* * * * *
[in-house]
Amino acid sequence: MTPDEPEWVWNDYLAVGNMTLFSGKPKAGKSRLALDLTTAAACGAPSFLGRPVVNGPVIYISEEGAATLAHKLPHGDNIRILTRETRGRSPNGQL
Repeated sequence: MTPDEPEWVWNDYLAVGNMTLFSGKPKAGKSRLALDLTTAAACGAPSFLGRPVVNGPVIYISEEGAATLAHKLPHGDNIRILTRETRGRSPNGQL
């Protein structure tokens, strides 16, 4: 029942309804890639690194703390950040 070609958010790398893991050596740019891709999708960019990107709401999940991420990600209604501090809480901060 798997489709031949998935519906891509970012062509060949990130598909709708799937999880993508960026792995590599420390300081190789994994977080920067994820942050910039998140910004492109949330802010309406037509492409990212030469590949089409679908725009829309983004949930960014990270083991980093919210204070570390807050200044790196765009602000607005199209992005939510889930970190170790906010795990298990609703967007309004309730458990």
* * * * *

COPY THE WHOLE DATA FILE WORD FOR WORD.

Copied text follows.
[in-house]
Amino acid sequence: MTPDEPEWVWNDYLAVGNMTLFSGKPKAGKSRLALDLTTAAACGAPSFLGRPVVNGPVIYISEEGAATLAHKLPHGDNIRILTRETRGRSPNGQL
Repeated sequence: MTPDEPEWVWNDYLAVGNMTLFSGKPKAGKSRLALDLTTAAACGAPSFLGRPVVNGPVIYISEEGAATLAHKLPHGDNIRILTRETRGRSPNGQL
């Protein structure tokens, strides 16, 4: 029942309804890639690194703390950040 070609958010790398893991050596740019891709999708960019990107709401999940991420990600209604501090809480901060 798997489709031949998935519906891509970012062509060949990130598909709708799937999880993508960026792995590599420390300081190789994994977080920067994820942050910039998140910004492109949330802010309406037509492409990212030469590949089409679908725009829309983004949930960014990270083991980093919210204070570390807050200044790196765009602000607005199209992005939510889930970190170790906010795990298990609703967007309004309730458990």